This will allow for adequate floor coverage for insulation without creating feeding problems for young chicks. As discussed previously, crumbled aggregates may be made from large pellets or briquettes.

The aggregates can be applied to the floor of a poultry house in any of the usual manners for applying litter. In one embodiment of the invention, aggregates comprising consolidated finely divided or comminuted particles containing cellulosic material are dispersed on the floor of a poultry house. A major portion of the aggregates have an apparent bulk density in the range of about 20 kg/m3 to about 550 kg/m3 at a moisture level of about 20% by weight. In a preferred embodiment of the invention, crumbled aggregate or small pellet sized aggregates having a major dimension of less than about 10 cm and made from paper, gin trash or plant materials are dispersed on the poultry house floor to a depth of from about 0.318 cm to about 30.5 cm. In one embodiment of the invention the aggregates contain an insecticide to help eliminate a common beetle which lives in poultry litter.

Poultry for human consumption require special care to increase the market value of the adult fowl. Large mounts of water are used in the poultry houses, resulting in "wet spots" in the litter. When poultry are exposed to litter containing wet spots, their feet become susceptible to blistering and their breasts can become blistered or ulcerated. Blistering and ulcerations, and their resultant scarring, reduce the market value of poultry both in the United States (where the breast meat has high market value) and elsewhere (such as the Orient where poultry feet are consumed). Current poultry litter materials, such as sawdust, wood chips and straw provide adequate insulation but have fairly low absorption characteristics. As previously discussed, aggregates made from consolidated finely divided or comminuted particles containing cellulosic material display enhanced absorbency, thus reducing the occurrence of wet spots and decreasing the likelihood of the poultry developing blisters and ulcers.

Poultry houses are used to raise fowl from young chicks to market size birds. Young chicks walk on the floor of the poultry house and then stand in their water in order to drink. Current litter materials, such as sawdust, wood chips or straw, stick to the feet of the young chicks, thus ending up in the water supply once the chicks have drunk. This results in the need for the water troughs to be cleaned on an average of once dally. Aggregates made from consolidated finely divided or comminuted particles containing cellulosic material have been shown to resist adhering to the chicks feet, resulting in the water troughs only having to be cleaned once every eight days.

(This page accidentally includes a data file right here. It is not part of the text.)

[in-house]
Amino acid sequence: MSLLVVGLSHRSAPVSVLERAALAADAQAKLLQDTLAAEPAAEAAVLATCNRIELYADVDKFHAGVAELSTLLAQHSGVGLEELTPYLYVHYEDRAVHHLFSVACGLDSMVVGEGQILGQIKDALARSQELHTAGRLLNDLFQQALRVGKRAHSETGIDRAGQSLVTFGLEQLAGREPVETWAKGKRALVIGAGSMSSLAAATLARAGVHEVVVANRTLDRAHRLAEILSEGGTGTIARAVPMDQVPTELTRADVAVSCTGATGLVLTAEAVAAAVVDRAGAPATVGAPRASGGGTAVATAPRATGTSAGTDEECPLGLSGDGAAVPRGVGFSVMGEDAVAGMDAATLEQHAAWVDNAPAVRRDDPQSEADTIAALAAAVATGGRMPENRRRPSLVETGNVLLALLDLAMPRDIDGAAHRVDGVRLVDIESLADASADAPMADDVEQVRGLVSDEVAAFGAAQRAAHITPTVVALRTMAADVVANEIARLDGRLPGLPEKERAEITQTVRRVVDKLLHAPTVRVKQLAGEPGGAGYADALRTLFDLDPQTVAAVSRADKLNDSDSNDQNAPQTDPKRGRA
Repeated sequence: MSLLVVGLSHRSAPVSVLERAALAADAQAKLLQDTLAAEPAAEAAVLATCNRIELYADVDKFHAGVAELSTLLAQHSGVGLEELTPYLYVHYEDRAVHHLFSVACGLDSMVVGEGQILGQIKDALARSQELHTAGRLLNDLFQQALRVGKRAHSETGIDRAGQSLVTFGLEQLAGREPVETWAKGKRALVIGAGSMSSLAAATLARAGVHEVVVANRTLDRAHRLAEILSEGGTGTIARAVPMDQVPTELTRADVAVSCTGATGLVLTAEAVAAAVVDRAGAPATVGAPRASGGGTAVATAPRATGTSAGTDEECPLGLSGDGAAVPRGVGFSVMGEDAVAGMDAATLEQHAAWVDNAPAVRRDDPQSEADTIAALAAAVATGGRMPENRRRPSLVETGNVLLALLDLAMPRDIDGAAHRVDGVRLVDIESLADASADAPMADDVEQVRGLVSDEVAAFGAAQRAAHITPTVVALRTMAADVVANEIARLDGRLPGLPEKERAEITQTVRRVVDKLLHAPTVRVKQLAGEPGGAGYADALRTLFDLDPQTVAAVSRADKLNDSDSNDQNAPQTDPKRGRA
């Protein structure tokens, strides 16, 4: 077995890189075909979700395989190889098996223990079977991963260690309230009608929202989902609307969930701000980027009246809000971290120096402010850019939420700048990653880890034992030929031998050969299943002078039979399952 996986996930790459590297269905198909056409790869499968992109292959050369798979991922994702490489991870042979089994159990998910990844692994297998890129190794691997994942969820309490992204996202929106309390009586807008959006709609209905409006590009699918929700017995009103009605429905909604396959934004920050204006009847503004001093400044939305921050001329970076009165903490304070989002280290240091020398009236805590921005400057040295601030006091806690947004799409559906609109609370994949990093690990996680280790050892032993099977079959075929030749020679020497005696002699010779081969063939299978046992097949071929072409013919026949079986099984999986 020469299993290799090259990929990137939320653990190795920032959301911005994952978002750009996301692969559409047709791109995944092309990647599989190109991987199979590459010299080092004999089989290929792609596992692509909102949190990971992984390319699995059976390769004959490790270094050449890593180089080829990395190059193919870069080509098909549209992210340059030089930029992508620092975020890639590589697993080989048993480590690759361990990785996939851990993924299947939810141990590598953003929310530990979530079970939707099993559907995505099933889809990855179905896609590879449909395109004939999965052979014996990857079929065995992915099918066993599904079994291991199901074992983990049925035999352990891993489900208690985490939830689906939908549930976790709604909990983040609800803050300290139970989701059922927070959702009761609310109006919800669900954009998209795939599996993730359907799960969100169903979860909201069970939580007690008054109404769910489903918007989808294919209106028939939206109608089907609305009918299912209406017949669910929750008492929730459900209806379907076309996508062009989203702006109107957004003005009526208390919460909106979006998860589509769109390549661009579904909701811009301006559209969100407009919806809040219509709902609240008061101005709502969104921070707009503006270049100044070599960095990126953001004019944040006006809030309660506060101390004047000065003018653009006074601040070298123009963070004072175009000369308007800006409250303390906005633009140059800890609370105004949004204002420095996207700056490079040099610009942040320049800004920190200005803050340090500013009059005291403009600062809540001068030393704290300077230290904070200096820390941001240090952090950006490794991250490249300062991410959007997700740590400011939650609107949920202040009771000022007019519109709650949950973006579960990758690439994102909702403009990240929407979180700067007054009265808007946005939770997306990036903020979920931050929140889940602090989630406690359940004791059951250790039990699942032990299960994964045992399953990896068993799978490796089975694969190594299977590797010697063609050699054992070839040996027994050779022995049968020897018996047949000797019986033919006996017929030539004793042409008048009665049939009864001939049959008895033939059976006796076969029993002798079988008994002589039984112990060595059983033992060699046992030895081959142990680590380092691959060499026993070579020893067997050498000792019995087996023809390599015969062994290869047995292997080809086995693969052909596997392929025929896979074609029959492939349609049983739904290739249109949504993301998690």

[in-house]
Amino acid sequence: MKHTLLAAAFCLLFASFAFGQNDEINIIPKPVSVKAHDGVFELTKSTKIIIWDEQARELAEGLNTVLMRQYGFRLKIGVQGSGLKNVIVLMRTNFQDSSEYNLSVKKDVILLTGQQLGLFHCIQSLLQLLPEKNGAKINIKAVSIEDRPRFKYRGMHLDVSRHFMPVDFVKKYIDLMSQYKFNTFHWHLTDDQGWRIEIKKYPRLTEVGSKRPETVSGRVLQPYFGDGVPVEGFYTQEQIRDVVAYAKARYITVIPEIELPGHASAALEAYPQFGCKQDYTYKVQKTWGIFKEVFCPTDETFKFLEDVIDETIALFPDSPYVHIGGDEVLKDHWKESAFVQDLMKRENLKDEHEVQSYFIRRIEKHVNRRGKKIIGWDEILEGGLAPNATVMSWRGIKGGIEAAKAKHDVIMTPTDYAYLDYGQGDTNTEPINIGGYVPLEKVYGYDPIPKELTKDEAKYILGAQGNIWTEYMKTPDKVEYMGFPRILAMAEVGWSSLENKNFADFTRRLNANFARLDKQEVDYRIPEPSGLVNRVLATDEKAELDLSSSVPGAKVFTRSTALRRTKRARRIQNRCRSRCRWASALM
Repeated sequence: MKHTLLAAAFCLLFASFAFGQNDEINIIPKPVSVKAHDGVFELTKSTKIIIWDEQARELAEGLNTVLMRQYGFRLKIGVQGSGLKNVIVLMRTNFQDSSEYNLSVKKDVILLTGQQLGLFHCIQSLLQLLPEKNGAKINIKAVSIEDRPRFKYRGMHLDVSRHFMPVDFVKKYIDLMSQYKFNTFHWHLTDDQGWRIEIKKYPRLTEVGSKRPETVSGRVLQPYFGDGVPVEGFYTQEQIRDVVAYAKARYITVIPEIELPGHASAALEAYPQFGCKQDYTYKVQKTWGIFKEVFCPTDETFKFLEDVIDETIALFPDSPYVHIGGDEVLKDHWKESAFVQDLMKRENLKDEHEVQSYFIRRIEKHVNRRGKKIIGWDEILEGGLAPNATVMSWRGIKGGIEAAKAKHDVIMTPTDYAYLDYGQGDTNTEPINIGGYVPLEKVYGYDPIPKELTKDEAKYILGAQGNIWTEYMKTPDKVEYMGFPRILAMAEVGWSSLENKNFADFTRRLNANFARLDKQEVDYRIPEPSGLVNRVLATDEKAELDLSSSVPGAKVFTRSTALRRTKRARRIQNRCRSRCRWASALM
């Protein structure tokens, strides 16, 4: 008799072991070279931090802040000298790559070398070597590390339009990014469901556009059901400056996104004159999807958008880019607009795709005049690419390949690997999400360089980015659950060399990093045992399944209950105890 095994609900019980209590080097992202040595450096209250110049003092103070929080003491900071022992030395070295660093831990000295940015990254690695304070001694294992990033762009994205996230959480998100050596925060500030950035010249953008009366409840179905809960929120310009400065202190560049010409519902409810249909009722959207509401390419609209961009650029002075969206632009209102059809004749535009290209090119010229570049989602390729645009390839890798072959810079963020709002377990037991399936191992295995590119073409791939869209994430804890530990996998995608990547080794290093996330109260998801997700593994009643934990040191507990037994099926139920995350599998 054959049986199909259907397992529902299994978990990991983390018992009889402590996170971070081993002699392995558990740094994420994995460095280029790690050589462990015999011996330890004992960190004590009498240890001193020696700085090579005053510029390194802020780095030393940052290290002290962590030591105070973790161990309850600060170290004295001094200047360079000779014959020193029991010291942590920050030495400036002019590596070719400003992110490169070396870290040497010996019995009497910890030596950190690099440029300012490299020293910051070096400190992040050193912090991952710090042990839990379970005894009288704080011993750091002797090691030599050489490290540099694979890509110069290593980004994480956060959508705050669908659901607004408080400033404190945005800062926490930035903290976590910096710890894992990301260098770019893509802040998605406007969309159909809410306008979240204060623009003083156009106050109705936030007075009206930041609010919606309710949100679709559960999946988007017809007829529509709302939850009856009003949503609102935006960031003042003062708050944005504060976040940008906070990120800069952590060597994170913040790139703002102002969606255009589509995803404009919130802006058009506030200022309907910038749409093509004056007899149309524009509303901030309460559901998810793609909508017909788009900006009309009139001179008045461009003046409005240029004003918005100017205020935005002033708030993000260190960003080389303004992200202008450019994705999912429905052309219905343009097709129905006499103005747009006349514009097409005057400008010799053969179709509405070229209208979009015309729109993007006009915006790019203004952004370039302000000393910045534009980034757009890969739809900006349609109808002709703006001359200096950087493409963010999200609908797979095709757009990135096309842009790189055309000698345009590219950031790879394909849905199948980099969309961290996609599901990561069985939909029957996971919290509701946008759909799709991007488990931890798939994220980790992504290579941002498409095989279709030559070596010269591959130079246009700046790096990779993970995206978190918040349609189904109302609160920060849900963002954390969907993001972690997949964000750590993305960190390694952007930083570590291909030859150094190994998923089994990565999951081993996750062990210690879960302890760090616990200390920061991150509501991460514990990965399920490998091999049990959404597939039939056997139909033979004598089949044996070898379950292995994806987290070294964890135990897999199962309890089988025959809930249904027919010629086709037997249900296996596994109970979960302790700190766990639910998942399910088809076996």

In one embodiment of the invention a method is provided for raising poultry on a floor covered with aggregates comprising consolidated finely divided or comminuted particles containing cellulosic material. The aggregates are selected from the group consisting of crumbled aggregate and small pellets having a major dimension less than about 10 cm and wherein the aggregates have the characteristic of maintaining integrity upon liquid absorption. The aggregates are usually dispersed at a rate of about 0.61 kg to about 830 kg per square meter of poultry house floor to allow for adequate insulation for young chicks. In the most preferred embodiment, the aggregates comprise a cellulosic material selected from the group consisting of paper, gin trash and plant material.

Once the poultry waste is collected, there is a problem in dispensing the waste. Poultry waste has a nitrogen content that is too high to be used alone or untreated on crops. Farmers tend to deposit the untreated waste upon portions of their lands which reduces the amount of land that can be used for growth purposes and raises potential environmental issues due to high nitrogen levels. As has been mentioned, poultry waste can be mixed with aggregate to provide a soil amendment or peat moss replacement of proper nitrogen levels for enhanced plant growth. In one embodiment of the invention, poultry waste is collected, in a poultry house, in aggregates comprising consolidated finely divided or comminuted particles containing cellulosic material, wherein the aggregates have the characteristic of combining with nitrogen and, thus, lowering the free ionic nitrogen level of poultry waste, thus reducing the availability of the nitrogen form which leaches into the soil. The poultry waste mixes with the aggregate forming an aggregate/poultry waste mixture. This mixture is then removed from the poultry house and, following optional processing, is dispersed as soil amendment or peat moss replacement.

In another embodiment of the invention, the aggregate/poultry mixture is removed from the poultry house and, following optional processing, dispersed as livestock feed. Livestock, such as cattle, can digest certain poultry waste/litter mixtures. For example, aggregates made from paper can be digested if the bonds which hold the paper together are broken down. It is believed that the ammonia in poultry waste should break down the paper bonds.

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Referenced by
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US5951995 *Jun 23, 1997Sep 14, 1999Adamoli, Jr.; James R.Uses for cellulose-containing aggregates
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Classifications
U.S. Classification504/358
International ClassificationC05D9/00, C05F11/00, C05F9/00
Cooperative ClassificationC05F9/00, C05F11/00, C05D9/00
European ClassificationC05D9/00, C05F9/00, C05F11/00